2010 Outstanding Faculty Staff Award
Terri C. Houston
Terri Houston would like it to be known that she would still sing in the chancellor’s jazz band even if it didn’t add job security to her portfolio. After all, her resume is rich. She has sung in Vegas as part of comedian George Wallace’s show, when he asked for a volunteer from the audience and she beat out the person who was planted in the audience to join him on stage. She dances flamenco, in a slinky red dress, because her students arranged for lessons. And she has subbed as a dealer in a Texas Hold ’em class.
All that talent, and she won’t let go of her day job as UNC’s director of recruitment and multicultural programs.
Terri Houston loves her job. Her enthusiasm shows in the way she interacts with students. A welcoming and nourishing person, Fred Clark calls her. He’s the academic coordinator for the Carolina Covenant Scholars program and was on the search committee that hired Terri. She serves as a Carolina Covenant mentor and holds students to high expectations — not more than what they can do, he said, but the best they can be. Students respect her and want to live up to her standards.
And everyone talks about Terri’s fabulous voice, in tones of awe you might expect from buttoned-up administrators and academics who would never let loose with a hip-hop interlude or belt out a jazz number in front of strangers.
“That’s not part of my job, but it does keep me sane.” And that’s all she says about that.
Her position at UNC is split into two roles — recruiting top minority students to the University, and running a number of programs to make sure they stay and graduate. Her work requires tremendous versatility and a good sense of humor; she has plenty of both, said Harold Woodard, director of the Center for Student Success and Academic Counseling. She can drop snippets of rap when talking with students, then switch gears to talk with their parents. And before you know it, Woodard said, she’ll have swept her audience up into a call-and-response message worthy of a revival-tent preacher.
“She believes in her mission,” he said. “Her passion is getting young folks into a quality university and getting them to appreciate how precious this opportunity is and the advantage to them of taking the opportunity seriously.”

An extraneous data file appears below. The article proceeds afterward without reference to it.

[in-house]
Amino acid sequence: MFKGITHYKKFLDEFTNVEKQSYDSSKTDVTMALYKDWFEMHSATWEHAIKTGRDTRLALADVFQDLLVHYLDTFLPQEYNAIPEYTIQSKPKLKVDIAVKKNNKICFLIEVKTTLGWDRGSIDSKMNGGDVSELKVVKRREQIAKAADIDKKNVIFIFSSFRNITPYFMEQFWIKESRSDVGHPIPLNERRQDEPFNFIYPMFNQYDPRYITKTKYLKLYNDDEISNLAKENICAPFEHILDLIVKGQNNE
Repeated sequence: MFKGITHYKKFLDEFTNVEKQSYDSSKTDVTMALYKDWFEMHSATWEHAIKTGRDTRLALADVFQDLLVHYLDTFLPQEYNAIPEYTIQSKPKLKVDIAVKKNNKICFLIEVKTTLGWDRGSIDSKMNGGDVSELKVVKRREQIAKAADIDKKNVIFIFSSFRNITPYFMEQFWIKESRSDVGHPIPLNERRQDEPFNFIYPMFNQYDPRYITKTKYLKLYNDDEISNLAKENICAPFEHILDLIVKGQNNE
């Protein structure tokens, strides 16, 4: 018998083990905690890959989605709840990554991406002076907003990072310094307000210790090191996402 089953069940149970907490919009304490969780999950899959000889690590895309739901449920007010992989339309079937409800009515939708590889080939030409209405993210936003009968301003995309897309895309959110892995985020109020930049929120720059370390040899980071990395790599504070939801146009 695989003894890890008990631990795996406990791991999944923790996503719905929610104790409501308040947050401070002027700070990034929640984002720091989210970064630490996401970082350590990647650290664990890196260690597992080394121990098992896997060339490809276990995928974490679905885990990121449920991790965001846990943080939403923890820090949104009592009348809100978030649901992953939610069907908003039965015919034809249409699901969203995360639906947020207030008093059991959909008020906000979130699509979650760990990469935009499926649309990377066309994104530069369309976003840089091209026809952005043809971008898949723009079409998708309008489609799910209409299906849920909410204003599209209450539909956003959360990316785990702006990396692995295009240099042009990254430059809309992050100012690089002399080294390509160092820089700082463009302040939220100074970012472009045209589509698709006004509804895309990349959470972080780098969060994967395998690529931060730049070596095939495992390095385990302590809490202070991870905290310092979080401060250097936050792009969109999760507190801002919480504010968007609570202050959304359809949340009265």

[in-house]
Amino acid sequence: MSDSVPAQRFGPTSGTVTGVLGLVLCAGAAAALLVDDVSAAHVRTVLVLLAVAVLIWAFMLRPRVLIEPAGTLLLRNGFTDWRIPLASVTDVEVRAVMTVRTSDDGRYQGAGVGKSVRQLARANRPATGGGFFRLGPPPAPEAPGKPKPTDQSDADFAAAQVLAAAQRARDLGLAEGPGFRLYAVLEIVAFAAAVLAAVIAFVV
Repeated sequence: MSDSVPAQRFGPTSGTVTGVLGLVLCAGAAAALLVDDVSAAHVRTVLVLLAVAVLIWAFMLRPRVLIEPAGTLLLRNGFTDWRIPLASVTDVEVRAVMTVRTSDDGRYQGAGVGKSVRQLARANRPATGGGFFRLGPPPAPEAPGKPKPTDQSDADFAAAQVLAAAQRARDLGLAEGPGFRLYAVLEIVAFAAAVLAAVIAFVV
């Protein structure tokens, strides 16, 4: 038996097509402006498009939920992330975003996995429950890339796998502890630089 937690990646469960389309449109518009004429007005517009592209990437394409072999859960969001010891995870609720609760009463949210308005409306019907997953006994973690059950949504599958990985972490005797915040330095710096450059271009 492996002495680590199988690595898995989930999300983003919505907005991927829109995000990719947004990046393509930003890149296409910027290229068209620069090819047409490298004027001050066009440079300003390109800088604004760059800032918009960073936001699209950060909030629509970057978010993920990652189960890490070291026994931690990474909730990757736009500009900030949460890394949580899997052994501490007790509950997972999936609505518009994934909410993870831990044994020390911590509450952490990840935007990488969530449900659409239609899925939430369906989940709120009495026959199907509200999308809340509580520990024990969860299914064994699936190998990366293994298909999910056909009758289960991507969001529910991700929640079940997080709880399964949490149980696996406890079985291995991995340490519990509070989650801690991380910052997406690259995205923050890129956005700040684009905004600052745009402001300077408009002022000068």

Raised in Chicago’s inner city, Terri grew up with a clear view of the haves and the have-nots. “We weren’t even middle class,” she said. “We were upper poor.” But her parents managed to send her to a private school in the suburbs. Seeing life in the inner city juxtaposed with that in the suburbs, she formed an opinion early on about the benefit of taking opportunities seriously.
Terri was recruited to LorasCollege, a small school in Iowa where she was the only African-American female student. Her work-study job was as a tour guide, and she served as an orientation leader. She received a master’s degree in counselor education at CentralMichiganUniversity and held advisory positions at four universities before coming to Carolina in 1999.
At UNC, she supervises minority recruitment and retention programs such as Project Uplift and Tar Teel Target, adding Wellness Sessions that encourage students to think through and take a stand on important issues. She created the Leadership Institute and was the driving force behind EmBrACE (Emphasizing Brotherhood Across Campus Effectively), a subgroup of the Black Student Movement. In 2008, the University honored Terri with the prestigious C. Knox Massey Award.
During the week before classes began in August, she joined students in the woods at a number of different service, diversity and leadership camps and pre-orientation programs, returning home in the wee hours of the morning for a few hours in her own bed before rising with the sun to spend another day in the sweltering heat, swatting at bugs and romping through the poison ivy. She considers it a privilege to work with the students, she said.
Back on campus she switches gears to respond to parents looking for some pull to get their children into Carolina. “She lets them keep their dignity while she tactfully and politely says no,” said Sharon Hill, who teaches dining etiquette as part of leadership training.
Interacting with students, though, is Terri’s passion and sustenance, even when those teenagers are acting like teenagers.
“Being a Carolina student is not only about what they do in the classroom; it’s what they’re able to learn about themselves and the world as well. It’s this whole aspect of mind-body-spirit,” Terri said. “Mostly every day I’m grateful that the work I do has some impact.”